Parliament says SA has hard choice between climate change and load shedding

By Banele Ginindza

South Africa is facing a difficult choice of braving load shedding or living up to its commitments to the Paris Agreement and its own Intended Nationally Determined Contributions (INDCs) as it has to continually relax the emission standards for petrochemical giant Sasol and power utility Eskom.

This was the warning from Parliament’s select committee on land reform, environment, mineral resources and energy yesterday as it discussed the legacy report of its term.

These are part of the issues the committee, led by Tebogo Constance Modise, has had to kick down the road to the 7th Parliament after its schedule was overloaded with oversight portfolios, including having to deal with departments that did not fall under its ambit.

Delivering the legacy report yesterday, Parliament’s content adviser, Jacobus Jooste, said it was not possible to avoid load shedding without the use of existing infrastructure that the Paris Agreement is against.

Jooste also said the NDCs were trying to move away from, but without alternatives fully in place, this will remain a challenge through the 7th Parliament and possibly on the radar for much longer.

He said the implementation phase of the Paris Agreement, implications and opportunities for the provincial and local government spheres, were being frustrated by continued relaxation of Sasol and Eskom emission requirements.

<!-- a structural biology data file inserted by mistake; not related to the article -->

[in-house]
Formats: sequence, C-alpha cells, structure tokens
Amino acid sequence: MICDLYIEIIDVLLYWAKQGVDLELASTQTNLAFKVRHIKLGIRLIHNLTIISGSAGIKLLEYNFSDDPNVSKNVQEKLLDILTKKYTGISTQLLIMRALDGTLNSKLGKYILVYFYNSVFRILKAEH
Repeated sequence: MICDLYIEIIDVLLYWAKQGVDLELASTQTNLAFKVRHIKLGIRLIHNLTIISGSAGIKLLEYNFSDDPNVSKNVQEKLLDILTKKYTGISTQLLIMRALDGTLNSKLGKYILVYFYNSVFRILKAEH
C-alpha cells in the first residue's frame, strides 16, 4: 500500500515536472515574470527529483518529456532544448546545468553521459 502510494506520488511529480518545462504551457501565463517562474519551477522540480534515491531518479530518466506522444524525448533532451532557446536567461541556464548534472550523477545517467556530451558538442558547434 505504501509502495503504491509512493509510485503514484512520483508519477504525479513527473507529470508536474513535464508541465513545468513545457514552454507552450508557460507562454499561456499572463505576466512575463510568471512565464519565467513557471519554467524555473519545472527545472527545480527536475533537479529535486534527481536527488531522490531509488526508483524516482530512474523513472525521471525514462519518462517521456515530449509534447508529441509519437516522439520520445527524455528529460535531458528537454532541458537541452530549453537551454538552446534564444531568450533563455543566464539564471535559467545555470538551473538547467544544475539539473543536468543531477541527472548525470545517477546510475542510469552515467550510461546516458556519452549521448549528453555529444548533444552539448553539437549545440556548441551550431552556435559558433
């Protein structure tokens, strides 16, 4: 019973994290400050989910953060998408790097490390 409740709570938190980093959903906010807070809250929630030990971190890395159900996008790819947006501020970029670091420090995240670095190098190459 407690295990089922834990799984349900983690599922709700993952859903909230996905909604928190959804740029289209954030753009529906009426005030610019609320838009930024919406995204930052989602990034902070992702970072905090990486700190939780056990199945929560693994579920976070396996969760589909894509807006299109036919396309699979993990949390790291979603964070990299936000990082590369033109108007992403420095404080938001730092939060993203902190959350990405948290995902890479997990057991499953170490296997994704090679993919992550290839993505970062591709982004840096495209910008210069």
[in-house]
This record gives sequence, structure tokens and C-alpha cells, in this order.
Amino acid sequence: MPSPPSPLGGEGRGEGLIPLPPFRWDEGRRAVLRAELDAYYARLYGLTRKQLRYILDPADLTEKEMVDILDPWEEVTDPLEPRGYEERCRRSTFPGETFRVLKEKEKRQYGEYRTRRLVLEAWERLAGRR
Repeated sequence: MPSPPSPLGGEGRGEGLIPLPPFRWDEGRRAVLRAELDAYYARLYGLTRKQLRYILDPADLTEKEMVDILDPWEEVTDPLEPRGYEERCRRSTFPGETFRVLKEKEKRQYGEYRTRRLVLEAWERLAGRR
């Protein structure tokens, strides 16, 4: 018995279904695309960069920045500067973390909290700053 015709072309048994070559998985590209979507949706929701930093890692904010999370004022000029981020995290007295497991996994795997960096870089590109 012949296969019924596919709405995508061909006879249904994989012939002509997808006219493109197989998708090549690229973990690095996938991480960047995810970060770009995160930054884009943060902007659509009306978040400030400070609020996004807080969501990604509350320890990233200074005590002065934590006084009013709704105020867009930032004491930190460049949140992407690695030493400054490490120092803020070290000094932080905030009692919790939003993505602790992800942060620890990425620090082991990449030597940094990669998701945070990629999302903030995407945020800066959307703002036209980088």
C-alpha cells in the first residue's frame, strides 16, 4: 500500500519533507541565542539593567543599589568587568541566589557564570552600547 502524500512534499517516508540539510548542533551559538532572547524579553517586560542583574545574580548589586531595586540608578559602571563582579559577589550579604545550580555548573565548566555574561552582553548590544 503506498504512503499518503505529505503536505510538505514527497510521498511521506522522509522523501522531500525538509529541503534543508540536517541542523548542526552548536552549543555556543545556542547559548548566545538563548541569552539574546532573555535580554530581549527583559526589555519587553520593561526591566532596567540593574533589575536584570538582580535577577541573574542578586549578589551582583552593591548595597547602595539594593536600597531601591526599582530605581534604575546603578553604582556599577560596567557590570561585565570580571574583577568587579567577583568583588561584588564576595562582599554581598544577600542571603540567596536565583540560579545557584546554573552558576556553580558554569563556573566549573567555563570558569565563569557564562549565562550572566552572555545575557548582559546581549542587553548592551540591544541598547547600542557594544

“It is important to note that internationally, governments are struggling with Paris Agreement NDCs, suggesting systematic challenges with attaining low-carbon economies,” Jooste said.

“To reach nationally declared contributions and those are not possible financially and practically for countries to achieve without some form of sacrifice or electricity shortages as seen in other countries.”

Jooste said that in the past couple of months, there have been challenges that will remain for the 7th Parliament to address, including Eskom and Sasol’s emission standards, with the Department of Forestry, Fisheries and the Environment under pressure to relax the emission standards of the entities to balance out load-shedding challenges.

“This will remain a major challenge in the 7th Parliament and possibly in the radar for longer,” Jooste said.

State-owned power utility Eskom is reported to account for about 42% of the nation’s total greenhouse gas emissions, while Sasol is pegged around the 11% range.

Jooste said South Africa has to deal with ageing infrastructure but with its INDCs that are focused on transferring energy to lower-carbon entities.

“But these are not developing fast enough to deal with current energy demands of the country, and the only way to ensure energy availability is with the old order of Eskom infrastructure, creating the problems we see right now,” he said.

Under the Paris Agreement, South Africa is committed to keep global temperatures well below 2ºC above pre-industrial times while pursuing means to limit the increase to 1.5ºC.

The Cabinet has approved key climate actions, including creating a Presidential Climate Commission, South Africa’s Low Emissions Development Strategy, a National Climate Change Adaptation Strategy, a carbon tax, and a Just Transition Framework.

Other issues the committee has kicked down the road to the 7th Parliament include the second round of settling land claims, some still outstanding from claimants booted out before 1913.

Other issues include the encroachment of illegal mining onto agricultural land, and proper regulation of the allocation of fishing rights, among others.

Unfinished business from the 5th Parliament which the 6th Parliament has to pass through to the 7th Parliament includes the social and environmental impacts caused by illegal mining, derelict and owner-less mines and acid mine drainage.

This article first appeared on IOL on 22 May 2024.

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